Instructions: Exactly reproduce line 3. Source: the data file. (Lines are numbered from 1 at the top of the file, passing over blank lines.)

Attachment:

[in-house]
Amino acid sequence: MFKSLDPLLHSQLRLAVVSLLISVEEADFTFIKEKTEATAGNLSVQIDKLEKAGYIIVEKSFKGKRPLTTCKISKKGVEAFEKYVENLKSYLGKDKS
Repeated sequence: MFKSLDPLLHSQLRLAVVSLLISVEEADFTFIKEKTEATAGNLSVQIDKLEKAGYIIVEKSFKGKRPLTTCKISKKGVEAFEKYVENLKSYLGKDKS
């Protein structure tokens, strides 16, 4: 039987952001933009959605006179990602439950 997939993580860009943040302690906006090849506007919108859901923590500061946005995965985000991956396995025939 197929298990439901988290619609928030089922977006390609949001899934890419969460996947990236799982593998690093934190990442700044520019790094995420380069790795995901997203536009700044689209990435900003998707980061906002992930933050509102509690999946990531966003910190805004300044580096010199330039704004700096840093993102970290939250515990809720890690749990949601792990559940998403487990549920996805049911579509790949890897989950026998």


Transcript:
Repeated sequence: MFKSLDPLLHSQLRLAVVSLLISVEEADFTFIKEKTEATAGNLSVQIDKLEKAGYIIVEKSFKGKRPLTTCKISKKGVEAFEKYVENLKSYLGKDKS